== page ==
- Take a picture of the driver and the plate before getting into a taxi, and, if available like they usually are if it is an official taxi, take a picture of their license and send it to a friend of yours. Make sure the taxi driver sees you doing that. Then share your location with a friend and ask them to track you until you arrive at your destination. This will dissuade them from doing anything sketchy.
- Negotiate the fare before getting into a taxi. If flagging a taxi down, agree on the fare before getting into a car. If you see the dialogue with the driver is already sketchy, pass.
- Track the route and let him know you are. As soon as the taxi moves, start tracking the route with Google Maps and turn the sound on so he can hear you are tracking it too. This will not only ensure you aren’t taken for a ride, literally, but also that the driver knowns he is being watched.
- Sit in the back seat, out of reach of the driver. Once you get in the car, quickly open and close the door as though it was not closed properly. This allows you to check straight away if there is a child lock on the door.
- If you cannot use the local app or you are out of its coverage but at the hotel, ask the hotel to order an official taxi for you. They know reputable companies that will have more accountability.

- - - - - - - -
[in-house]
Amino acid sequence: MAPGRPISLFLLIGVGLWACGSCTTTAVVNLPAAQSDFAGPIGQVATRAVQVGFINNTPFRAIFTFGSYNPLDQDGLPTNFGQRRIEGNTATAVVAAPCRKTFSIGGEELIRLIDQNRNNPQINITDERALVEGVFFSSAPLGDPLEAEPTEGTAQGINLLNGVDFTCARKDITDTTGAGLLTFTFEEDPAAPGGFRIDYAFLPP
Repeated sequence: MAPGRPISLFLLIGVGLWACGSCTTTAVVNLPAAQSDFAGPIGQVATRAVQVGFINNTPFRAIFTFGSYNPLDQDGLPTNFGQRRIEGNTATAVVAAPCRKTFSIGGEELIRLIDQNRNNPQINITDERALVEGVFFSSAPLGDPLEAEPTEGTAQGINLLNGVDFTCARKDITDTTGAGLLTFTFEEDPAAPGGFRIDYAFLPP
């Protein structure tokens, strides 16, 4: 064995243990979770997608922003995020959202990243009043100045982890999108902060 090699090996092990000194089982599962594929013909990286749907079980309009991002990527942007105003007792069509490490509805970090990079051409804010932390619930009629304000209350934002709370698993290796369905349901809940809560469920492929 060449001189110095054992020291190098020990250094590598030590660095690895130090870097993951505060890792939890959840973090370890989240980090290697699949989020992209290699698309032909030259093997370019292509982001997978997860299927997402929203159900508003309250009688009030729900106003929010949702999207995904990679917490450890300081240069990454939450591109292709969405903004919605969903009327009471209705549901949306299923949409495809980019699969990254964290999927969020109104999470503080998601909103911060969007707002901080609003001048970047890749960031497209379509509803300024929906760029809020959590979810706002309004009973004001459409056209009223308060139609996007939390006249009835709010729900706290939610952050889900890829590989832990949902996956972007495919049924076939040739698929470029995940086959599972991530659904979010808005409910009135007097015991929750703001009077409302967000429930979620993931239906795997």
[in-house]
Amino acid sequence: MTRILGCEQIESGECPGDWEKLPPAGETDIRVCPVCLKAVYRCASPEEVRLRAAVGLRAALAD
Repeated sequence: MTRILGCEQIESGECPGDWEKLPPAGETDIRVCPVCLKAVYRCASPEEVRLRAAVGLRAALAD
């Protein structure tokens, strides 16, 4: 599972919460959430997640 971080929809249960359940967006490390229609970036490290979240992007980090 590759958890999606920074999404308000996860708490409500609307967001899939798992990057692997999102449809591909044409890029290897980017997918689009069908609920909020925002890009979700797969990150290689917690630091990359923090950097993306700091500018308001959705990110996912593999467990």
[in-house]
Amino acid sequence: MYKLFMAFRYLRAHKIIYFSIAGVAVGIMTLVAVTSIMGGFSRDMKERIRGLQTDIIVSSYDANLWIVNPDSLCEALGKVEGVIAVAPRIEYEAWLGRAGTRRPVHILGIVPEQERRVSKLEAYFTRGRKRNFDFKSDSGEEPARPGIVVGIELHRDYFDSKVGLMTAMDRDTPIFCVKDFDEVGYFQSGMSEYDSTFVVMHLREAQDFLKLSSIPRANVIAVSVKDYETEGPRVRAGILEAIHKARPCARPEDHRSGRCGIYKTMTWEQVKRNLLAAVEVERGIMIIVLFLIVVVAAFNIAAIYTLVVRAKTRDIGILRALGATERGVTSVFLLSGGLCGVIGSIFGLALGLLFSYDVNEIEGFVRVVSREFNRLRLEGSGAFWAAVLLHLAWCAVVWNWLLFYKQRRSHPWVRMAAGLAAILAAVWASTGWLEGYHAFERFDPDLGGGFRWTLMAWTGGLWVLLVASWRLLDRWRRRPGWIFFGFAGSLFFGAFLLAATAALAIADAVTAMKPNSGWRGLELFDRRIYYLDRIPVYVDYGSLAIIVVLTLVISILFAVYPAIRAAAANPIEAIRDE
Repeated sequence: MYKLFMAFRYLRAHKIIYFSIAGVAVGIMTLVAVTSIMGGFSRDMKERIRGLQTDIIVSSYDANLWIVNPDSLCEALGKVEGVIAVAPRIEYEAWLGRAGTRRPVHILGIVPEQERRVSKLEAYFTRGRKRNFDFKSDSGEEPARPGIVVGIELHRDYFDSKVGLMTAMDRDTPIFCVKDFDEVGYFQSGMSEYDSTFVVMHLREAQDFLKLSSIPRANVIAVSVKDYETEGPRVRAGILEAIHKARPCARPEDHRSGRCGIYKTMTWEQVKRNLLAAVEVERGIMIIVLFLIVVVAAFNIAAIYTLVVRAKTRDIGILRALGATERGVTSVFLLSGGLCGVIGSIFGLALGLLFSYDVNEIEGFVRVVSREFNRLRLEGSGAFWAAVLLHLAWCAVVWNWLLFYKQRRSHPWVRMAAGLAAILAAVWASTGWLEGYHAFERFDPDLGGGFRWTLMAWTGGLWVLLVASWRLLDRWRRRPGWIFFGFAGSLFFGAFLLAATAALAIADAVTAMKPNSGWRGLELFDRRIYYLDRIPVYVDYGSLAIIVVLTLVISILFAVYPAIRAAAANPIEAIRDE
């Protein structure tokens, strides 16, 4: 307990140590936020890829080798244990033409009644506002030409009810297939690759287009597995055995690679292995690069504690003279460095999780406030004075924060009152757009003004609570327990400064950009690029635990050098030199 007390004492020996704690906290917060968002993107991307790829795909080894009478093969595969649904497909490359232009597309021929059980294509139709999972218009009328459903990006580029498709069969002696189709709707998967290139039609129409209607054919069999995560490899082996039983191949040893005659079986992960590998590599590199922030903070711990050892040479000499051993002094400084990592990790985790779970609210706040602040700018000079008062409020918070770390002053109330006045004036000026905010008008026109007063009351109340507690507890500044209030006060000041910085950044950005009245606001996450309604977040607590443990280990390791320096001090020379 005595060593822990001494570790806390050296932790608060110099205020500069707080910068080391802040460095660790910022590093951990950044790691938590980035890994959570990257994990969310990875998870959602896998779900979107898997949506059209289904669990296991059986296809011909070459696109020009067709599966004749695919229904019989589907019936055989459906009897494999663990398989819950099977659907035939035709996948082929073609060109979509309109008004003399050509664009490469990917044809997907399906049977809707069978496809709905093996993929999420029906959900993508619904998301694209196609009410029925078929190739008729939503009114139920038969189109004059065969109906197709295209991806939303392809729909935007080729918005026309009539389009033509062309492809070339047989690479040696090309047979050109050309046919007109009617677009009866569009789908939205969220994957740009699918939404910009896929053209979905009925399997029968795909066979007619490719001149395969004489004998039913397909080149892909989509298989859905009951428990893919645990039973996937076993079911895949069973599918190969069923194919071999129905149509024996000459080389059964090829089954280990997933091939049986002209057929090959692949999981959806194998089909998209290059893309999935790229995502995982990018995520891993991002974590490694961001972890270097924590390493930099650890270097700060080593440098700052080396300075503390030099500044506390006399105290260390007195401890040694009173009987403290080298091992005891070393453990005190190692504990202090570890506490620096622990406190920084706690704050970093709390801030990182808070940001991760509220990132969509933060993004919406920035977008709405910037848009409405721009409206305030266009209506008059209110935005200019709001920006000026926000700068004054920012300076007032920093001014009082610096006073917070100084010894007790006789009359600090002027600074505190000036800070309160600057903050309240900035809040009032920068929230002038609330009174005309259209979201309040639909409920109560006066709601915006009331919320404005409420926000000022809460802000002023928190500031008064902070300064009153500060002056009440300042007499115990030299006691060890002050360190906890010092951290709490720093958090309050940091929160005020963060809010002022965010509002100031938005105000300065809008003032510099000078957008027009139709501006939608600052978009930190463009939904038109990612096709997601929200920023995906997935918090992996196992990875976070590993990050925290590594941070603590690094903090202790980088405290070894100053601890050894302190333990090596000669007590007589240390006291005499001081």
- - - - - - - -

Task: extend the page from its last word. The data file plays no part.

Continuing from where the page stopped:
- Call the hotel for help if you are out and about and find yourself without access to a taxi app and concerned about flagging down a taxi. Check your location, find a safe place (cafe, store, etc.) and call the hotel to ask them to send you a taxi or hotel car. When you check in, it’s worth taking a hotel business card from the front desk, and carrying it with you throughout your trip, so you always have the address, and phone number.
- Only take licensed airport taxis. For airport taxis, make sure you get them from a designated taxi operator in the airport and avoid unlicensed taxis who may try to scam you or lock you in the car and demand higher payment. Check the fare from the official listing and confirm what would be a normal rate with the hotel concierge ahead of your trip. You can also use Rome2Rio or Google Maps to estimate the cost.
- Get visibility. If you feel in danger, trapped or the driver has locked you in the car and you think you are being taken somewhere else, call the police, put the phone on speaker and tell them the plate number driver name and license number and everything else. If the police are not reachable or you don’t speak the language, go live online on social media or get on a video call with a friend or family member. Make it clear to the driver you know what he is doing and others do too. If you have a personal alarm, sound it too.